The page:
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This is a link to a map of the mountains of British Columbia and a close up of the Tatshenshini.

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The Champagne and Aishihik First Nations
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This is a photograph of Frank Chambers butchering the bloody carcass of a moose.
Frank Chambers butchering a moose. S. Gaunt, CAFN.
In the times of a modern economy, CAFN members continue to exercise their subsistence rights to hunt and fish. These activities provide more than food for CAFN members. They connect the people to their heritage and provide opportunities to teach the culture to present and future generations. CAFN people also have extensive land management responsibilities and self-government rights following from their land claim agreement for the Yukon portion of their territory.
Split salmon drying on a rack. S. Gaunt, CAFN.
This is a photograph of split salmon drying on a rack.
Gophers (arctic ground squirrel) roasting on a campfire. S. Gaunt, CAFN.
This is a photograph of eight skinned gophers (arctic ground squirrel), pierced through with sticks and roasting over a fire.
Elder Marge Jackson collecting soapberries. S. Greer, CAFN.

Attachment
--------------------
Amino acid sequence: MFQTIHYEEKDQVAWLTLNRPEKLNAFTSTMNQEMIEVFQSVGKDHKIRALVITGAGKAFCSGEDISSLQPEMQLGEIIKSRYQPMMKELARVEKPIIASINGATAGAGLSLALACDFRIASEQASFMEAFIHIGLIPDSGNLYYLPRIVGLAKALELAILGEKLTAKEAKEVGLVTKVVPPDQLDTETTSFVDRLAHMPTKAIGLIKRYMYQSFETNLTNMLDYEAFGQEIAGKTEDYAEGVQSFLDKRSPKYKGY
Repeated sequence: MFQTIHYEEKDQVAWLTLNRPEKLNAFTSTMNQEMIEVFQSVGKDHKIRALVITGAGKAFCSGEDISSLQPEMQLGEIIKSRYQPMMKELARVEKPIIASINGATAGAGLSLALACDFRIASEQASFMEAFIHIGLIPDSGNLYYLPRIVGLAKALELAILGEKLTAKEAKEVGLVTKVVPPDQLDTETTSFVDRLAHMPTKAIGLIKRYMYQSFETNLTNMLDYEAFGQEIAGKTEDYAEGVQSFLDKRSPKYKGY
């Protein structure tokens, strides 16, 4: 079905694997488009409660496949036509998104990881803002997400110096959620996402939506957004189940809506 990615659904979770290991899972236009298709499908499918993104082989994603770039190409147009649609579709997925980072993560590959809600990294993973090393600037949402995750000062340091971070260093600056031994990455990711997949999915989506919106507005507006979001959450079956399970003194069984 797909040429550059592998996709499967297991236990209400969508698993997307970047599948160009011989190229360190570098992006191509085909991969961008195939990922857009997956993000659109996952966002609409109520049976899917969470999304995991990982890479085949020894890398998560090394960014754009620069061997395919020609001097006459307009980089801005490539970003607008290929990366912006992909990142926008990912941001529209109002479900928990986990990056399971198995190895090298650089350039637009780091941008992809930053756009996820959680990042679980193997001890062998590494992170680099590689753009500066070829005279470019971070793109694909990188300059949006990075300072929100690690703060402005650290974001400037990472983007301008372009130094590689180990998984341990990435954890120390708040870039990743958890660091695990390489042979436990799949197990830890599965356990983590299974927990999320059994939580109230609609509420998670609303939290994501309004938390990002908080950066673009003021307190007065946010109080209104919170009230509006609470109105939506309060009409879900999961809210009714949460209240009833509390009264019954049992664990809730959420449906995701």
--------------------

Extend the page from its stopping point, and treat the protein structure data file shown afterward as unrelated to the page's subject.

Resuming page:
This is a photograph of elder Marge Jackson using a plastic sheet to help collect soapberries.
Soapberries are whipped to make Indian ice cream. S. Gaunt, CAFN.
This is a photograph of a bowl of frothy, red soapberries being whipped by hand.
Trapping for furs, which also continues, has always been a part of the CAFN economy. Trapping activities increased during the nineteenth century when Chilkat Tlingit traders from the nearby coast came inland to secure furs from the Southern Tutchone. The Chilkats traded these furs to the Russians and later to the Euro-American traders along the coast. At least one Tlingit settlement was established in the Alsek basin during this period. The nineteenth century is recalled as an exciting time, during which many cultural exchanges and intermarriages took place between the two cultures. The Tlingits protected this trade and travel route to the Yukon interior, keeping outsiders from using it until the discovery of Klondike gold in 1898 initiated the first great influx of non-natives into the region, changing life forever.
The Champagne and Aishihik First Nations -